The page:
The Reno Rodeo 100 is a multimedia storytelling series wherein people connected to the event have shared intimate, up-close tales from the rodeo during open mic events and as part of more in-depth interviews with rodeo documentarians. In this excerpt, one former rodeo director, Dr. Joseph Eberle, recalls a time when a hurt calf got some very special medical treatment.
While working as a veterinarian near Susanville, California, Dr. Joseph Eberle once got a call for care that was not necessarily in his wheelhouses. The phone call indicated that there was a calf with a broken leg. Eberle told the caller to bring the hurt animal into town and to meet him at Washoe Medical center (now Renown Health).
Eberle phoned a friend, Jerry Dales, an orthopedic surgeon, to also meet there to assess the animal. Once at the hospital, the staff readied for this unique medical case.
“The nurses brought out a gurney, and we put the calf on the gurney and covered the calf with a sheet,” said Eberle.
Watch him tell the story in full below.
Nurses at the hospital doted on the baby animal, petting it as it awaited x-rays and letting other patients come check out the newest patient. The staff rolled the animal into the ER as a cowboy that had been injured separately in the rodeo arrived around the same time.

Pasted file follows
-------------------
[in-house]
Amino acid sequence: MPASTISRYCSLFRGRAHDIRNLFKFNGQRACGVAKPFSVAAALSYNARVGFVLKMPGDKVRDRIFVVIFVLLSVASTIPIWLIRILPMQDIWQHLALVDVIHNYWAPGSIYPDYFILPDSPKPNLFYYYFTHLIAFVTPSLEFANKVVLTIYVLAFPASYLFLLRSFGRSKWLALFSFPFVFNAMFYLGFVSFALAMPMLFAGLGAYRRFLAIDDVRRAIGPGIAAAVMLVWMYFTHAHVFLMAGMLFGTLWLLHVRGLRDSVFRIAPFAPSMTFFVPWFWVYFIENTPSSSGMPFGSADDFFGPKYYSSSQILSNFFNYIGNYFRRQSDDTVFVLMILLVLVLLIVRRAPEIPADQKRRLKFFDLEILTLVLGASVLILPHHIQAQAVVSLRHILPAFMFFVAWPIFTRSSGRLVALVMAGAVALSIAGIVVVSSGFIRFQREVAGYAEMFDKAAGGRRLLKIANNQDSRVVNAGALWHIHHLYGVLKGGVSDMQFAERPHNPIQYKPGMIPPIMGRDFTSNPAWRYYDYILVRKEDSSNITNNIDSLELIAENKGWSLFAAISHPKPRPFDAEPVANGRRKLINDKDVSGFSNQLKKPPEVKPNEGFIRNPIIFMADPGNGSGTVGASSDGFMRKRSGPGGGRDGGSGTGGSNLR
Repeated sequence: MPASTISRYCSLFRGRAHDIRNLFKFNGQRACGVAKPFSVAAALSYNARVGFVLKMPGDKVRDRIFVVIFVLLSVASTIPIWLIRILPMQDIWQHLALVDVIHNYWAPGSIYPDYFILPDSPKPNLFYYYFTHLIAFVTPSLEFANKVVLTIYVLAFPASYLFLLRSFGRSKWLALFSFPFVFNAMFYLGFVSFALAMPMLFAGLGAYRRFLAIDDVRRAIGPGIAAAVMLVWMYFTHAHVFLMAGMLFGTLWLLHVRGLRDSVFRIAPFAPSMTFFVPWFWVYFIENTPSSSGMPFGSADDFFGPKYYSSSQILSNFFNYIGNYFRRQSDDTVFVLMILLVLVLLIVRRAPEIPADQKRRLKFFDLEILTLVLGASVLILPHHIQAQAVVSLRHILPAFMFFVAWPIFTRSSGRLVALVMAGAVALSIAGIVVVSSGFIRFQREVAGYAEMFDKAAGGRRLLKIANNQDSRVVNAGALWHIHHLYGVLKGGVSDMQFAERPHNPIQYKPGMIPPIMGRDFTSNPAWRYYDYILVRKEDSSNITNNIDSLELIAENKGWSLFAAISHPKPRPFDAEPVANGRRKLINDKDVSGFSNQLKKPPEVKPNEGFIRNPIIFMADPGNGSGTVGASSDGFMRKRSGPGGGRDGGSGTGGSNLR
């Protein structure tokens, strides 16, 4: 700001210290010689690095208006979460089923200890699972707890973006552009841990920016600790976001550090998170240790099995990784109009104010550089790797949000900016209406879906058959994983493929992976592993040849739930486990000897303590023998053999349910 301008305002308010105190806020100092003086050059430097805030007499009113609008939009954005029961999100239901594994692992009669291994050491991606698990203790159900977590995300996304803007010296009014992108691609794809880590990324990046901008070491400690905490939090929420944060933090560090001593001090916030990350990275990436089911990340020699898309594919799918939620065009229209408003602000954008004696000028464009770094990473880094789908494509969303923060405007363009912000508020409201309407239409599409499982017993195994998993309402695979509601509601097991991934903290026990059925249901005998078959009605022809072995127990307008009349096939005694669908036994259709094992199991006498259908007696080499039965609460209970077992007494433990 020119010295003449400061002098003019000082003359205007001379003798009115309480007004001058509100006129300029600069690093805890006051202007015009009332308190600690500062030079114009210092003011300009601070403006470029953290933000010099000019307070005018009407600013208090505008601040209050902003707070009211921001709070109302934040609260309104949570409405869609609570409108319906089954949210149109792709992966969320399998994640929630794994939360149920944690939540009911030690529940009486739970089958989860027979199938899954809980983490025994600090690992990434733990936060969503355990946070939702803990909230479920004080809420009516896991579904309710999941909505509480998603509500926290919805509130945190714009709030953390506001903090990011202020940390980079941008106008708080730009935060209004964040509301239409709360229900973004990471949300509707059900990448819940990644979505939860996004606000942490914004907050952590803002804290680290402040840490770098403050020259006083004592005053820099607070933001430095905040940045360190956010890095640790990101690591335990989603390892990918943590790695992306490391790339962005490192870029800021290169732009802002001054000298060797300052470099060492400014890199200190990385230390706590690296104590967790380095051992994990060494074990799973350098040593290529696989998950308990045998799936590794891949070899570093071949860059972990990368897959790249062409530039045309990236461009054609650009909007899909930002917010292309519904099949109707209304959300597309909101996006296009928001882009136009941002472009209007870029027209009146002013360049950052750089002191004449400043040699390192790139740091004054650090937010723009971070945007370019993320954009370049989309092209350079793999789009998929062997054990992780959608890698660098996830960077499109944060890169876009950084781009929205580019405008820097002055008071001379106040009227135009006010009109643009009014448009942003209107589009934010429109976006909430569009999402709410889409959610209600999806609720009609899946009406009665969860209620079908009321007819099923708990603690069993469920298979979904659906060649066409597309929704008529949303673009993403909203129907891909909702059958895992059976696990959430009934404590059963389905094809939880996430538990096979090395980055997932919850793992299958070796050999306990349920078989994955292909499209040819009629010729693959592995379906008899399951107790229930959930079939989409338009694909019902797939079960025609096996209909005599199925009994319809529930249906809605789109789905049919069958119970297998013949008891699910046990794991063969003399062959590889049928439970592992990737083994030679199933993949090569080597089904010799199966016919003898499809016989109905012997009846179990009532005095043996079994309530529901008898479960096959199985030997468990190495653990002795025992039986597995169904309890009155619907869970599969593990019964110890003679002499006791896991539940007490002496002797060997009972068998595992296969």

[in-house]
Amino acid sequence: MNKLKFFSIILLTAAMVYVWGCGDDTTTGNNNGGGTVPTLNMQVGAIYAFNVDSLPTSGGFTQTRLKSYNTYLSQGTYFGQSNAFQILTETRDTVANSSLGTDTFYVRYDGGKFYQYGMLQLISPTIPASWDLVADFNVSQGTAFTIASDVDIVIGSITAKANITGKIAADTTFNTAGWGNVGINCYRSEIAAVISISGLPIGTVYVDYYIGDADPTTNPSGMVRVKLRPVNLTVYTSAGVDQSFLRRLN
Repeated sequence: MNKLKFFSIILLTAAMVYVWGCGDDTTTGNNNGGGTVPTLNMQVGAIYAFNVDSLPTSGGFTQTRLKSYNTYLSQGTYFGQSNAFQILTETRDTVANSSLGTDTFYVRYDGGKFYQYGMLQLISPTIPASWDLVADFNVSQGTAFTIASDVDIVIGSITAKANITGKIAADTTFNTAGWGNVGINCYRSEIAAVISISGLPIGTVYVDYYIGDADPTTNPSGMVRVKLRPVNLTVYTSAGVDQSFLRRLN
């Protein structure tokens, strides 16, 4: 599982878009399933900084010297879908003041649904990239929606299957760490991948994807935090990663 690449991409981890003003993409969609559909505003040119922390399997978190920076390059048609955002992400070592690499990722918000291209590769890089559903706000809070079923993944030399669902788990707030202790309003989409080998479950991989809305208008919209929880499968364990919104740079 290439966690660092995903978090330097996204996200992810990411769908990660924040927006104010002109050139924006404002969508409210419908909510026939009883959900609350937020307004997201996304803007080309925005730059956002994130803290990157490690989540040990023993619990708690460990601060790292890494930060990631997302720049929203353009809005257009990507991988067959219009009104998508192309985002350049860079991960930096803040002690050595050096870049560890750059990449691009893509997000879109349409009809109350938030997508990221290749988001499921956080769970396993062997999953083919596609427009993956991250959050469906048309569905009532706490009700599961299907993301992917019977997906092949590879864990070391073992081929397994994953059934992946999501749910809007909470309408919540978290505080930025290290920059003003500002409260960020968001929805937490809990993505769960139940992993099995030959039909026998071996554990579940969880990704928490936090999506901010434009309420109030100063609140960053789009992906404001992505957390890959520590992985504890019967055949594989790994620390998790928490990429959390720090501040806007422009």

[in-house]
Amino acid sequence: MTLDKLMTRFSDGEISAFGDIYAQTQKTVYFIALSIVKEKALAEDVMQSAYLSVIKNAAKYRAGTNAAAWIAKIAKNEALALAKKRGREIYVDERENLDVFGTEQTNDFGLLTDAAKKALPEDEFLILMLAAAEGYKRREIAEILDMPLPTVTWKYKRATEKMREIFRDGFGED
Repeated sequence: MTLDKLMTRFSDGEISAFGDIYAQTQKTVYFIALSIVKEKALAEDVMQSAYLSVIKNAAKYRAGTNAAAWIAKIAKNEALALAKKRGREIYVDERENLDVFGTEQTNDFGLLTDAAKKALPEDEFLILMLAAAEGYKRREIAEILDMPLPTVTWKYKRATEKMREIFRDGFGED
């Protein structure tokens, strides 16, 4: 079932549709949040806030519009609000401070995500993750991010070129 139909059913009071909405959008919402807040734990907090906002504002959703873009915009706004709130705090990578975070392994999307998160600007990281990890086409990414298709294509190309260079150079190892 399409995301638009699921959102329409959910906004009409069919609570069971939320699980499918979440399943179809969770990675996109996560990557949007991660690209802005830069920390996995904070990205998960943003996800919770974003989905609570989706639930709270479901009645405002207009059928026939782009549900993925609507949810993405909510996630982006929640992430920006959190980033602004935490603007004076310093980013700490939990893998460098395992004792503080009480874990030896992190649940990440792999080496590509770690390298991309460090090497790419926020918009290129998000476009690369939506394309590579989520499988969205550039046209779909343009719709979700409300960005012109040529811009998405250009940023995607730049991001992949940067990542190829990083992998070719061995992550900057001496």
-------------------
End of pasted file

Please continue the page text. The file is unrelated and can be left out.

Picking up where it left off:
“So, we’re wheeling it in the emergency room, and he saw this calf going through there, and he says, ‘This is my kind of hospital!”
After snapping an X-ray, the duo of doctors splinted the animal’s leg. The aftercare for the animal was as unconventional as his path to healing: Eberle took it home and let it rest and recoup in his own pasture.
The Reno Rodeo 100 project is a community partnership with several funders including the Reno Rodeo Association and their charitable foundation. It’s content is produced by Jessi LeMay. To see KUNR's coverage of the 2019 Reno Rodeo, visit Spurs and Mud: A Century of Rodeo.